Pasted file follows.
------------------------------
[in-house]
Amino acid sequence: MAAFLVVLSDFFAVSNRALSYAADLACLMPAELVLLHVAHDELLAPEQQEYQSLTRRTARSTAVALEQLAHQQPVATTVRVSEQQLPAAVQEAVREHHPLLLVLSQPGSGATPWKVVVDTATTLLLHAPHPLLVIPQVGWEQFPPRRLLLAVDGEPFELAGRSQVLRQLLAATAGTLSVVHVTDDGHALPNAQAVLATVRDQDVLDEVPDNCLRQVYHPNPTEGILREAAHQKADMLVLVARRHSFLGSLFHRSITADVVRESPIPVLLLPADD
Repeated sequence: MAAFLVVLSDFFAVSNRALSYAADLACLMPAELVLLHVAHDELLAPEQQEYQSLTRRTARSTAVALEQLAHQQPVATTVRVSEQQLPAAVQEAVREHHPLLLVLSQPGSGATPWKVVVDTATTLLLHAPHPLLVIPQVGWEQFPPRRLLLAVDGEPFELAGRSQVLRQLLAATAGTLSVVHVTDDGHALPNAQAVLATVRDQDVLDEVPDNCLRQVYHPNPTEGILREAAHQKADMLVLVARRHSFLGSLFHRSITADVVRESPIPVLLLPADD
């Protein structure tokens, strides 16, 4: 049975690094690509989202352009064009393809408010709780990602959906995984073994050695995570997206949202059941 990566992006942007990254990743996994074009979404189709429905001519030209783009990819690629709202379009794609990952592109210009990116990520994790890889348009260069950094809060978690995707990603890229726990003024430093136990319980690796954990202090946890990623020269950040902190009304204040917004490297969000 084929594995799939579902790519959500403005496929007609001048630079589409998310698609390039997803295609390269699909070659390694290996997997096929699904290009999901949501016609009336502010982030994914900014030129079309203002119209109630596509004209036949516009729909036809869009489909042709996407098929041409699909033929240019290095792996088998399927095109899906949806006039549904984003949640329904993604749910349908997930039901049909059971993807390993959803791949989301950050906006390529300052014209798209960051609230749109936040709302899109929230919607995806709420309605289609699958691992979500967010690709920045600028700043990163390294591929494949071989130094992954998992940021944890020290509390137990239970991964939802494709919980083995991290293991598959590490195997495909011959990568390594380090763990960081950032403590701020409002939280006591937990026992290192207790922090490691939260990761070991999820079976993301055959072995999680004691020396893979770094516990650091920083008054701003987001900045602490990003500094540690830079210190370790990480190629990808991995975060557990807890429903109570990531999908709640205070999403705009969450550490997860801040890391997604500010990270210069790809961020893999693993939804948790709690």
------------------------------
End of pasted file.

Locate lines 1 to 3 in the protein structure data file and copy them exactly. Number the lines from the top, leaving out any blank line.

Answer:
[in-house]
Amino acid sequence: MAAFLVVLSDFFAVSNRALSYAADLACLMPAELVLLHVAHDELLAPEQQEYQSLTRRTARSTAVALEQLAHQQPVATTVRVSEQQLPAAVQEAVREHHPLLLVLSQPGSGATPWKVVVDTATTLLLHAPHPLLVIPQVGWEQFPPRRLLLAVDGEPFELAGRSQVLRQLLAATAGTLSVVHVTDDGHALPNAQAVLATVRDQDVLDEVPDNCLRQVYHPNPTEGILREAAHQKADMLVLVARRHSFLGSLFHRSITADVVRESPIPVLLLPADD
Repeated sequence: MAAFLVVLSDFFAVSNRALSYAADLACLMPAELVLLHVAHDELLAPEQQEYQSLTRRTARSTAVALEQLAHQQPVATTVRVSEQQLPAAVQEAVREHHPLLLVLSQPGSGATPWKVVVDTATTLLLHAPHPLLVIPQVGWEQFPPRRLLLAVDGEPFELAGRSQVLRQLLAATAGTLSVVHVTDDGHALPNAQAVLATVRDQDVLDEVPDNCLRQVYHPNPTEGILREAAHQKADMLVLVARRHSFLGSLFHRSITADVVRESPIPVLLLPADD